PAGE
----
"Back in the 1990s, under Arafat, the Palestinian Authority had to be pressured before they half-heartedly chased terrorists (Arafat later unleashed his own murderers on the Israelis). This time, however, the Palestinian Authority has reacted with bravery and has arrested many Hamas extremists. From the Israeli side, meanwhile, we are hearing things which have never been openly said by government officials: Defense Minister Ehud Barak offered the Palestinians part of Jerusalem. This is an amazing breakthrough, even though it was rapidly denied by people from Netanyahu's camp, probably to prevent internal political turmoil."

"Of course, everyone knows that there will be no peace without dividing the Holy City. But it makes a difference whether such offers are the subject of secret negotiations, or whether they are made publicly. ... Barak's advance fuels hopes that these Middle East talks may go further than previous attempts."

The left-wing Die Tageszeitung writes:

"Whoever forces the conflicting sides to the negotiating table under current conditions, is acting irresponsibly and egotistically. But the Middle East Quartet (the UN, the European Union, Russia and the United States) is expecting a solution within a number years. The US Middle East Envoy George Mitchell has said he expects peace to be sealed by the end of 2010. One wonders about the source of such optimism in a mediator who has failed to encourage the two sides to take even a small step forward during his long weeks of shuttle diplomacy. Whoever whips up expectations of hope faces likely disappointment. It is 10 years ago that Camp David talks failed, dashing hopes of peace which seemed nearer than ever. That collapse was followed by appalling terror and military violence."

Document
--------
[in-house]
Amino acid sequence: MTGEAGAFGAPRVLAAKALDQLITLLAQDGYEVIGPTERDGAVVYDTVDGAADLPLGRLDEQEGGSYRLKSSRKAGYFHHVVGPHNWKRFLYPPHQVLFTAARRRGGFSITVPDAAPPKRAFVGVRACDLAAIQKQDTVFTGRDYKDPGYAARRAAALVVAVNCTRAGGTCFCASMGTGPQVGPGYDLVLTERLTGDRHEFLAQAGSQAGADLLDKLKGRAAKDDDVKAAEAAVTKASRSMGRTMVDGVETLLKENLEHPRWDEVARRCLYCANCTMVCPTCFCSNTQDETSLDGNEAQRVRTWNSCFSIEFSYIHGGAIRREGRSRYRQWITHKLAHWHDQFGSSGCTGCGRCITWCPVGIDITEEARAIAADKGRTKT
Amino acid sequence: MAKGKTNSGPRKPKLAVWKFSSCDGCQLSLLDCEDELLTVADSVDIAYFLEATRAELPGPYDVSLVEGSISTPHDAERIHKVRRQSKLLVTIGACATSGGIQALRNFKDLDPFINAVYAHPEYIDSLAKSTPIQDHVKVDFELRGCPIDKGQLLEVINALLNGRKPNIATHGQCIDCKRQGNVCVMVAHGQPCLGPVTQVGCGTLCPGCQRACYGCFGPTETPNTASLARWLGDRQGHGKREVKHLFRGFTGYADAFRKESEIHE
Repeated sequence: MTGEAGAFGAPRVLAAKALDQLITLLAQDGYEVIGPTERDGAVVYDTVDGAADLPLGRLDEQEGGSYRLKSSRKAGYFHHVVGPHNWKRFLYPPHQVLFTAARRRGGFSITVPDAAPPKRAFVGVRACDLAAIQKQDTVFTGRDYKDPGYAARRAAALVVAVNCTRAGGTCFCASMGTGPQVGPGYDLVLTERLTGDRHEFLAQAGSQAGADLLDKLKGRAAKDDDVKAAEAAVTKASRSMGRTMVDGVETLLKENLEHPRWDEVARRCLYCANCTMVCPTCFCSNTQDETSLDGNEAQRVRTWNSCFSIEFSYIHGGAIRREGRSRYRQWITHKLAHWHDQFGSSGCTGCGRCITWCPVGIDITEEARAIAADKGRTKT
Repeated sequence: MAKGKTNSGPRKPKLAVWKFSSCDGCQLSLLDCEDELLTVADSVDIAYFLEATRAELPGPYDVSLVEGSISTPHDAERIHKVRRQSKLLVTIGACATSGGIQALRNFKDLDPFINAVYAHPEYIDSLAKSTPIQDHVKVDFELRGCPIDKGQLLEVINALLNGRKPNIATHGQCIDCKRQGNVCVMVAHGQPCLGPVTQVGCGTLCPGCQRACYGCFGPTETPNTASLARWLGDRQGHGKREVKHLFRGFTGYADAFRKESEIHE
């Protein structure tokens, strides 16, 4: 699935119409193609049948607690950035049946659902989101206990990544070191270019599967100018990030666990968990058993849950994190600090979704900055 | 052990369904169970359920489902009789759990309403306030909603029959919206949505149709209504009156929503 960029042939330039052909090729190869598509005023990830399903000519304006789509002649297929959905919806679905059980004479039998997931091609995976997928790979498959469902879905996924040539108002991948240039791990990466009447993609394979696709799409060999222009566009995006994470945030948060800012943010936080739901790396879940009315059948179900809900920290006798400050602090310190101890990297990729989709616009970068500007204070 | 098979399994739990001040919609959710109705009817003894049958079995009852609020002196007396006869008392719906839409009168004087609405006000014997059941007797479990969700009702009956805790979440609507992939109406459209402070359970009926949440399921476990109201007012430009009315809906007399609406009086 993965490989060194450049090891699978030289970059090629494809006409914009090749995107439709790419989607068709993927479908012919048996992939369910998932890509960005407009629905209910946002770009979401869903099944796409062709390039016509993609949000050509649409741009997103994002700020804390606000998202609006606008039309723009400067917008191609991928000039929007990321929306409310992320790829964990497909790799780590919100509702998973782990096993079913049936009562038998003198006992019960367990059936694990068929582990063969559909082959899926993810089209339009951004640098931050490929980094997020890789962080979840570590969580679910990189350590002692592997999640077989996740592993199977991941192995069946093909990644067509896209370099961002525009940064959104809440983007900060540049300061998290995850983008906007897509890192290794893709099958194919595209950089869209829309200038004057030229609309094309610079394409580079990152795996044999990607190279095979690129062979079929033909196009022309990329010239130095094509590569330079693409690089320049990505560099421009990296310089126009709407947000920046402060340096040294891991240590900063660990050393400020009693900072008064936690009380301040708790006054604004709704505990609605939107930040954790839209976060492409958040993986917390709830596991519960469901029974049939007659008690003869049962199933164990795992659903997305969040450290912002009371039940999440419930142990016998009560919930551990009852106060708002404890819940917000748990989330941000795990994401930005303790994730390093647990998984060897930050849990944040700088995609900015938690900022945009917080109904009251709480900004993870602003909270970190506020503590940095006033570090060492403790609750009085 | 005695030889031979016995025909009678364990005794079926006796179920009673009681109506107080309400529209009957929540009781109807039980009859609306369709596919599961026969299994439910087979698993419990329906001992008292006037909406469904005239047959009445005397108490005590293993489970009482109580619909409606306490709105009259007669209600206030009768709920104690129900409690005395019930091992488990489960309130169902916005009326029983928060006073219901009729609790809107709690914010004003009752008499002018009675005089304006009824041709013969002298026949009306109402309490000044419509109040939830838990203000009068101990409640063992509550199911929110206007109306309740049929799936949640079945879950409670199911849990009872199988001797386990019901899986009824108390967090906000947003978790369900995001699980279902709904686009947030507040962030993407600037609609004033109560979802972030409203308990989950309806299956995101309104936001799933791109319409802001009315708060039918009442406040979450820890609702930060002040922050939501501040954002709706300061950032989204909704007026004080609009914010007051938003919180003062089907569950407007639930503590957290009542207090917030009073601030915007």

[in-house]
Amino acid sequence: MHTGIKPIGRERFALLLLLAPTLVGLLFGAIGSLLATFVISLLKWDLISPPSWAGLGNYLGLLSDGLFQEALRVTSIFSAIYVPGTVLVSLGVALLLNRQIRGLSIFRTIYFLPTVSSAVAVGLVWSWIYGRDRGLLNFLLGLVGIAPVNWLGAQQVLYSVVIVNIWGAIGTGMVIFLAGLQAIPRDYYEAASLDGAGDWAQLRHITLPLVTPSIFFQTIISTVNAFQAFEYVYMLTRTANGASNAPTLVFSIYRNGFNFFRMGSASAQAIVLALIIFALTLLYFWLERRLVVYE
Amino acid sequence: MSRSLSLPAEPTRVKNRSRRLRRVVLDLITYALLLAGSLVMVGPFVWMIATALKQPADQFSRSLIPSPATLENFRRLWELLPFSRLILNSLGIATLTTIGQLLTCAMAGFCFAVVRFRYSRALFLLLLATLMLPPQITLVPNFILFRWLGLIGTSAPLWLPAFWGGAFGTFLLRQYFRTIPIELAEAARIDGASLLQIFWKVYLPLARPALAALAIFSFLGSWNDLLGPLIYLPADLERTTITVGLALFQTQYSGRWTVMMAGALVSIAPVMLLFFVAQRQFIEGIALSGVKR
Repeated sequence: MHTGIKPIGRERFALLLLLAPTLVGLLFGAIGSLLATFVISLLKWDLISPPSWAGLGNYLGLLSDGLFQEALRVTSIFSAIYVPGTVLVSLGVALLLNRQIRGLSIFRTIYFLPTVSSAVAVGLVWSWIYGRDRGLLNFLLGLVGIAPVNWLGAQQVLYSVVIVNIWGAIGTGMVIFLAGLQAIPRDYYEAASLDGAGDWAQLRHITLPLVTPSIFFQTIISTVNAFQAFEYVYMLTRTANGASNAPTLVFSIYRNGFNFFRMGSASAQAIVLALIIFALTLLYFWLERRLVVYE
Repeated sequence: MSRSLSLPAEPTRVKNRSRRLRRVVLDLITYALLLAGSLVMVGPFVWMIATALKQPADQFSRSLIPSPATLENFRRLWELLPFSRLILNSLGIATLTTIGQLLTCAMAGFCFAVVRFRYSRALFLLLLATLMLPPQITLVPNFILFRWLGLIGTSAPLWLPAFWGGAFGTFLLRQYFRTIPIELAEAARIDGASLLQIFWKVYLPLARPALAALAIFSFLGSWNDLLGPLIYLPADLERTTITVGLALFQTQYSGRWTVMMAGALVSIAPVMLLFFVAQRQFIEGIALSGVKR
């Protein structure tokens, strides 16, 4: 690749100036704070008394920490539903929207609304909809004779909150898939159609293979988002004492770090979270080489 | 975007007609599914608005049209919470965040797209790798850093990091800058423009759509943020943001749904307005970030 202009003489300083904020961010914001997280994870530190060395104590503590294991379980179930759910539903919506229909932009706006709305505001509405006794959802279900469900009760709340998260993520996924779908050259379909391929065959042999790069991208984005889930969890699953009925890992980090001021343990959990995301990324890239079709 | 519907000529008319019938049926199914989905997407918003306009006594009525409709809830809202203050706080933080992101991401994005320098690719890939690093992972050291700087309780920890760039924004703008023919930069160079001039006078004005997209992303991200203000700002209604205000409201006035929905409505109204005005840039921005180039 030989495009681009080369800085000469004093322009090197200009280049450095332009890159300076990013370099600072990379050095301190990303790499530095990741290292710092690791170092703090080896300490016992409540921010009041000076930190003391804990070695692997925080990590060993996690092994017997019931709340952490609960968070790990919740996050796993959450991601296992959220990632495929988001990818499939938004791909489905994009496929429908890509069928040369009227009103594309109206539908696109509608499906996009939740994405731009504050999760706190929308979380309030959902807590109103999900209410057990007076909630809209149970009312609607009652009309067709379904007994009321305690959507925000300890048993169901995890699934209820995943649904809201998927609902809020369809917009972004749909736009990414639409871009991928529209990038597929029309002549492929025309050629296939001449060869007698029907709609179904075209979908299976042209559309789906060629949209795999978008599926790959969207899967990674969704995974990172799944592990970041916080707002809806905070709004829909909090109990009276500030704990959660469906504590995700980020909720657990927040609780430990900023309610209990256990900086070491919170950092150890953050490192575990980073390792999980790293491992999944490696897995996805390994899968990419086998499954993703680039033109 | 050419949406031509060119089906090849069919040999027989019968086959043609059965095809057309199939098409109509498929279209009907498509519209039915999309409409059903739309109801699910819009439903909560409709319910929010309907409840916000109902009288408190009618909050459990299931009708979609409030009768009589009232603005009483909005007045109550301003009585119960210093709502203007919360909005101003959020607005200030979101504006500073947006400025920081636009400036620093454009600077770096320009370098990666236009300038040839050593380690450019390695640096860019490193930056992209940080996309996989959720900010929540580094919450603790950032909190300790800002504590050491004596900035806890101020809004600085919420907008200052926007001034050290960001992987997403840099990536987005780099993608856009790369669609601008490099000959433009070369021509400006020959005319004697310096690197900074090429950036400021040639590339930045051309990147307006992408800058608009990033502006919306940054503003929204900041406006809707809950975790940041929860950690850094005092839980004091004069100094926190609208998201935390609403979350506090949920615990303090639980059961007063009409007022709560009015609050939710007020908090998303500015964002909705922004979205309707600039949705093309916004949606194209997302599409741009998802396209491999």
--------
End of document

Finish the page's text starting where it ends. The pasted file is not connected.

The financial daily Handelsblatt writes:

"Many US presidents managed to sit Israelis and Palestinians side by side at a table. But none have managed to hammer out an agreement for peace. This fate now looms large over President Barack Obama. He has given the parties a time frame of one year -- an ambitious schedule given the decade of fruitless attempts to secure a deal for the Middle East. It is particularly ambitious in light of what it means for the US: In recent years, Washington has already used up lots of its cards. Obama is pulling soldiers out of Iraq but remains far from his goal of installing freedom and democracy in the divided region."

"As long as Israelis and Palestinians have to be forced to the negotiating table by third parties, there is little scope for success. The fact that Abbas and Netanyahu are meeting again represents a small step forward but neither side is making concessions on their own free will. Obama, meanwhile, has long exhausted the cards in his hand. By moderating these talks, the Nobel laureate is taking a big, albeit necessary, risk."

Center-right Frankfurter Allgemeine Zeitung writes:

"It is high time that Israelis and Palestinians talk to each other again. It is therefore right to put a stop to indirect talks. There is no guarantee that the direct negotiations, starting now in Washington, will be crowned with success. For 17 years the conflicting parties have tried and failed to forge peace, and President Obama now aims for a resolution within the year. Few in the Middle East share his optimism."

"These talks are also at risk of failure before they really get going. The Palestinians say they will leave the negotiation table if Israel's freeze on new construction in the settlements is not extended beyond its expiration date of Sept. 26. Netanyahu needs to show that he is serious. He needs to turn his words into action."

Jess Smee